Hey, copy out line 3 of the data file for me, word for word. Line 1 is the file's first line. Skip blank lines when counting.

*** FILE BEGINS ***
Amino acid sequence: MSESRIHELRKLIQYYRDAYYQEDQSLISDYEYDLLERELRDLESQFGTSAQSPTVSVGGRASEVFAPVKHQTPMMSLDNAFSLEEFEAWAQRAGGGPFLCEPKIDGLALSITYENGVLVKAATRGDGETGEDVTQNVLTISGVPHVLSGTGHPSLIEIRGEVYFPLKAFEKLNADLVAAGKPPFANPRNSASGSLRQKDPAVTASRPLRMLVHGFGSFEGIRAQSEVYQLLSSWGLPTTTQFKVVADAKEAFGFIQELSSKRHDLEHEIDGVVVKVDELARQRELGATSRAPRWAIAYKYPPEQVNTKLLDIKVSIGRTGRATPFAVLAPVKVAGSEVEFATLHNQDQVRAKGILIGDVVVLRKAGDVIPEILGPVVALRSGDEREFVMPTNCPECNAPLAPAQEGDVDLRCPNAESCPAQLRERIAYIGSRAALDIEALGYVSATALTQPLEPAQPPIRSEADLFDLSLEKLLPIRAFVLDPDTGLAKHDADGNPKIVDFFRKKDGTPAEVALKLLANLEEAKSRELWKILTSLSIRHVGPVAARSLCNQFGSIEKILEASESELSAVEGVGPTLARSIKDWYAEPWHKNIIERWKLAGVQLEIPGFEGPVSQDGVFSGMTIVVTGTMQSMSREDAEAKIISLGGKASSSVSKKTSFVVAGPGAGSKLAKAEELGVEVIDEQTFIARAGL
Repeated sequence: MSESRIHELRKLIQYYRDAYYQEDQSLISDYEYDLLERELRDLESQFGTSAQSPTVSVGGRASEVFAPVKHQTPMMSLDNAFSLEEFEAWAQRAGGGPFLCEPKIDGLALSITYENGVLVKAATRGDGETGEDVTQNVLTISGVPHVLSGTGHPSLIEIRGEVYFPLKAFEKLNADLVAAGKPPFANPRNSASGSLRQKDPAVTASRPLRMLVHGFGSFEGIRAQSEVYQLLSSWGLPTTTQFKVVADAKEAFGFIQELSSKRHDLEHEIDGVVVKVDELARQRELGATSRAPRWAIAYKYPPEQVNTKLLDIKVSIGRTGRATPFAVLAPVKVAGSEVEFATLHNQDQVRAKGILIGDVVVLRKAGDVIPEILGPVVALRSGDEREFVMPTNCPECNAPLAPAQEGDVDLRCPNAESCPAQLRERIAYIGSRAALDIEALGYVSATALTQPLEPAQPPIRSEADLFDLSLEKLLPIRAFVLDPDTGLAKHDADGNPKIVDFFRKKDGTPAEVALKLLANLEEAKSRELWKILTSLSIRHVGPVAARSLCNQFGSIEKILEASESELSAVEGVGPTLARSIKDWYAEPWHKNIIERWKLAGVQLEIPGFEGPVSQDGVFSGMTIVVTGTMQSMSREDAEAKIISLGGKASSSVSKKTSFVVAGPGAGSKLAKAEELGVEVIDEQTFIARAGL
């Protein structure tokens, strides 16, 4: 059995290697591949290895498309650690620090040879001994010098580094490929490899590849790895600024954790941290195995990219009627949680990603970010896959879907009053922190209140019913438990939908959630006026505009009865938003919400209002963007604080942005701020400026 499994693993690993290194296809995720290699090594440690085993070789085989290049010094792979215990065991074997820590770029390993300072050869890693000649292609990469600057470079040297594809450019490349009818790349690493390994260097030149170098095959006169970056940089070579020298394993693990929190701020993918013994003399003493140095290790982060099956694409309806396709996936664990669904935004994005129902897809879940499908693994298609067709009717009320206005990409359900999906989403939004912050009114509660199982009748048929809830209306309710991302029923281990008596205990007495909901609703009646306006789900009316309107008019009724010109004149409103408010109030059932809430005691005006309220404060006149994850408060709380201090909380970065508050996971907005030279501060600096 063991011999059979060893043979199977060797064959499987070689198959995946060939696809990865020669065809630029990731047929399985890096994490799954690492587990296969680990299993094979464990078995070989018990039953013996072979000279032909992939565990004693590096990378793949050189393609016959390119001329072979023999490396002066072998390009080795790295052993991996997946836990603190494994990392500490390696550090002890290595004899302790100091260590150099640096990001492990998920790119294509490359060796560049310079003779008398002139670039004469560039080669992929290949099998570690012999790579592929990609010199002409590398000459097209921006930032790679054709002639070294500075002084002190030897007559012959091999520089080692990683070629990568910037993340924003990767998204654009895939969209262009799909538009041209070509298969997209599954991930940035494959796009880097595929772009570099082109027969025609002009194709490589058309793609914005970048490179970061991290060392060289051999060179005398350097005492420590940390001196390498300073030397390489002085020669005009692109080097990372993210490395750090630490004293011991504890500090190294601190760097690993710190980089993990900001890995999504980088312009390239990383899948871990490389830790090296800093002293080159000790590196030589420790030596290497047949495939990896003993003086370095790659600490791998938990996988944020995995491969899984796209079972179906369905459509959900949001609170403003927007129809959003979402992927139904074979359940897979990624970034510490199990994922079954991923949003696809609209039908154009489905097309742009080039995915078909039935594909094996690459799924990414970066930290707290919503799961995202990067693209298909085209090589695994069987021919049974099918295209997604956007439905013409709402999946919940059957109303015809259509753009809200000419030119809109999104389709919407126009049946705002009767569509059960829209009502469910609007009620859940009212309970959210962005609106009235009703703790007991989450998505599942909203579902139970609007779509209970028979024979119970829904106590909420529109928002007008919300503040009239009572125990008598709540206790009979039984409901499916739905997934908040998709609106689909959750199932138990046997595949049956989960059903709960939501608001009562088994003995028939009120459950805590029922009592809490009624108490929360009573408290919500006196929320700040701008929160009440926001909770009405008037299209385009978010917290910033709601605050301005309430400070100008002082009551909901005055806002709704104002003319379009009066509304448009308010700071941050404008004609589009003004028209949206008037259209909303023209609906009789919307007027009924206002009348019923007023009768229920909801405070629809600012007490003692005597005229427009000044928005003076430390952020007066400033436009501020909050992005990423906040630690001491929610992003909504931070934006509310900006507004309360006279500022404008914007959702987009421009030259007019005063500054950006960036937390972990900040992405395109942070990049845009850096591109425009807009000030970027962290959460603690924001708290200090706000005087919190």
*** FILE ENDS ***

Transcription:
């Protein structure tokens, strides 16, 4: 059995290697591949290895498309650690620090040879001994010098580094490929490899590849790895600024954790941290195995990219009627949680990603970010896959879907009053922190209140019913438990939908959630006026505009009865938003919400209002963007604080942005701020400026 499994693993690993290194296809995720290699090594440690085993070789085989290049010094792979215990065991074997820590770029390993300072050869890693000649292609990469600057470079040297594809450019490349009818790349690493390994260097030149170098095959006169970056940089070579020298394993693990929190701020993918013994003399003493140095290790982060099956694409309806396709996936664990669904935004994005129902897809879940499908693994298609067709009717009320206005990409359900999906989403939004912050009114509660199982009748048929809830209306309710991302029923281990008596205990007495909901609703009646306006789900009316309107008019009724010109004149409103408010109030059932809430005691005006309220404060006149994850408060709380201090909380970065508050996971907005030279501060600096 063991011999059979060893043979199977060797064959499987070689198959995946060939696809990865020669065809630029990731047929399985890096994490799954690492587990296969680990299993094979464990078995070989018990039953013996072979000279032909992939565990004693590096990378793949050189393609016959390119001329072979023999490396002066072998390009080795790295052993991996997946836990603190494994990392500490390696550090002890290595004899302790100091260590150099640096990001492990998920790119294509490359060796560049310079003779008398002139670039004469560039080669992929290949099998570690012999790579592929990609010199002409590398000459097209921006930032790679054709002639070294500075002084002190030897007559012959091999520089080692990683070629990568910037993340924003990767998204654009895939969209262009799909538009041209070509298969997209599954991930940035494959796009880097595929772009570099082109027969025609002009194709490589058309793609914005970048490179970061991290060392060289051999060179005398350097005492420590940390001196390498300073030397390489002085020669005009692109080097990372993210490395750090630490004293011991504890500090190294601190760097690993710190980089993990900001890995999504980088312009390239990383899948871990490389830790090296800093002293080159000790590196030589420790030596290497047949495939990896003993003086370095790659600490791998938990996988944020995995491969899984796209079972179906369905459509959900949001609170403003927007129809959003979402992927139904074979359940897979990624970034510490199990994922079954991923949003696809609209039908154009489905097309742009080039995915078909039935594909094996690459799924990414970066930290707290919503799961995202990067693209298909085209090589695994069987021919049974099918295209997604956007439905013409709402999946919940059957109303015809259509753009809200000419030119809109999104389709919407126009049946705002009767569509059960829209009502469910609007009620859940009212309970959210962005609106009235009703703790007991989450998505599942909203579902139970609007779509209970028979024979119970829904106590909420529109928002007008919300503040009239009572125990008598709540206790009979039984409901499916739905997934908040998709609106689909959750199932138990046997595949049956989960059903709960939501608001009562088994003995028939009120459950805590029922009592809490009624108490929360009573408290919500006196929320700040701008929160009440926001909770009405008037299209385009978010917290910033709601605050301005309430400070100008002082009551909901005055806002709704104002003319379009009066509304448009308010700071941050404008004609589009003004028209949206008037259209909303023209609906009789919307007027009924206002009348019923007023009768229920909801405070629809600012007490003692005597005229427009000044928005003076430390952020007066400033436009501020909050992005990423906040630690001491929610992003909504931070934006509310900006507004309360006279500022404008914007959702987009421009030259007019005063500054950006960036937390972990900040992405395109942070990049845009850096591109425009807009000030970027962290959460603690924001708290200090706000005087919190």